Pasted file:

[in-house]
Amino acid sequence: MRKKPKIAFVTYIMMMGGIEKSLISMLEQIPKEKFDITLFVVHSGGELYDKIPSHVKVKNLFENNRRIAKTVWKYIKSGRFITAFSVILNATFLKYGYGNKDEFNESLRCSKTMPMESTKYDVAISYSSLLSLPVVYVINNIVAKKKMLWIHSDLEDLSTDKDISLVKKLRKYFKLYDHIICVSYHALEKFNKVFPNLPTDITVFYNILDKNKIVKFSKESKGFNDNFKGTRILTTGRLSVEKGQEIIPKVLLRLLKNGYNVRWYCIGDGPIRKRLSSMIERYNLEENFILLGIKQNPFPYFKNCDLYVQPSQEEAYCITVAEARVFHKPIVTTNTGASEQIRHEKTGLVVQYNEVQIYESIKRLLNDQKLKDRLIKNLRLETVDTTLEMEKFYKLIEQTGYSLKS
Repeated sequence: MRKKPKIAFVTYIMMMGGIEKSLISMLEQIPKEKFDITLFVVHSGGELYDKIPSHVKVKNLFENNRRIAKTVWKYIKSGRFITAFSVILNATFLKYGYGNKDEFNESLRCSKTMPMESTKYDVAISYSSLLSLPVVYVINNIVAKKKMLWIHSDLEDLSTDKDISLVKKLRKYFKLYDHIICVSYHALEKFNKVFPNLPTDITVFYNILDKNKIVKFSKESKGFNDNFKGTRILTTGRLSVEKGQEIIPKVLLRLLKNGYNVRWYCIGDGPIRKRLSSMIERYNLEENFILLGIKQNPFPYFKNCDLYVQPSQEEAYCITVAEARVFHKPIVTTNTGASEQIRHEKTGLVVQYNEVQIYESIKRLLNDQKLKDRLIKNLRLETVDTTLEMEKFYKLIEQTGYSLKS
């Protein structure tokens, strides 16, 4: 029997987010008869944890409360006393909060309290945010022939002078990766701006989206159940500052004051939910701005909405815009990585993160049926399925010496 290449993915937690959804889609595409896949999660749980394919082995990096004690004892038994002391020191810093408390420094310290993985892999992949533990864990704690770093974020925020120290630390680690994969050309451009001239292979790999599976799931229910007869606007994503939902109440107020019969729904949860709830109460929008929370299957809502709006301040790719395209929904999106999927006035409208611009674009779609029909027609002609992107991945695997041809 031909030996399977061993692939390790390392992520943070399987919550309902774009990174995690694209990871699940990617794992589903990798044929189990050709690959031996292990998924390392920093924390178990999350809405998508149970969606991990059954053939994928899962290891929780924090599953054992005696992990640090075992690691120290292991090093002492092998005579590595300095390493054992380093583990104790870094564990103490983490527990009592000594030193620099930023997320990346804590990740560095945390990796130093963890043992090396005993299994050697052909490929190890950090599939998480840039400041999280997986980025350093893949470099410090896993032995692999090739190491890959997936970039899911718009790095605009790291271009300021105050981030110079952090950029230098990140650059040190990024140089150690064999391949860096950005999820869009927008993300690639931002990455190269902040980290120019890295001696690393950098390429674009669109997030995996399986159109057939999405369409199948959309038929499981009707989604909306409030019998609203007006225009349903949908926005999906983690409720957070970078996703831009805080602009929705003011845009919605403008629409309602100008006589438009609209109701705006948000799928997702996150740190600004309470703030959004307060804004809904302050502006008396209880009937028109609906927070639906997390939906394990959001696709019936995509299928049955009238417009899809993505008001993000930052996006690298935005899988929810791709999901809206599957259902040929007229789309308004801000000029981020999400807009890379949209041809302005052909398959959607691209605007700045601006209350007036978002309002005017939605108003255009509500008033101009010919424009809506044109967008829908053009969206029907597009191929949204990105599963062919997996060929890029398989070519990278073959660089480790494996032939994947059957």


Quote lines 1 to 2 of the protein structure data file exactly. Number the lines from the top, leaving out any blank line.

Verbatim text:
[in-house]
Amino acid sequence: MRKKPKIAFVTYIMMMGGIEKSLISMLEQIPKEKFDITLFVVHSGGELYDKIPSHVKVKNLFENNRRIAKTVWKYIKSGRFITAFSVILNATFLKYGYGNKDEFNESLRCSKTMPMESTKYDVAISYSSLLSLPVVYVINNIVAKKKMLWIHSDLEDLSTDKDISLVKKLRKYFKLYDHIICVSYHALEKFNKVFPNLPTDITVFYNILDKNKIVKFSKESKGFNDNFKGTRILTTGRLSVEKGQEIIPKVLLRLLKNGYNVRWYCIGDGPIRKRLSSMIERYNLEENFILLGIKQNPFPYFKNCDLYVQPSQEEAYCITVAEARVFHKPIVTTNTGASEQIRHEKTGLVVQYNEVQIYESIKRLLNDQKLKDRLIKNLRLETVDTTLEMEKFYKLIEQTGYSLKS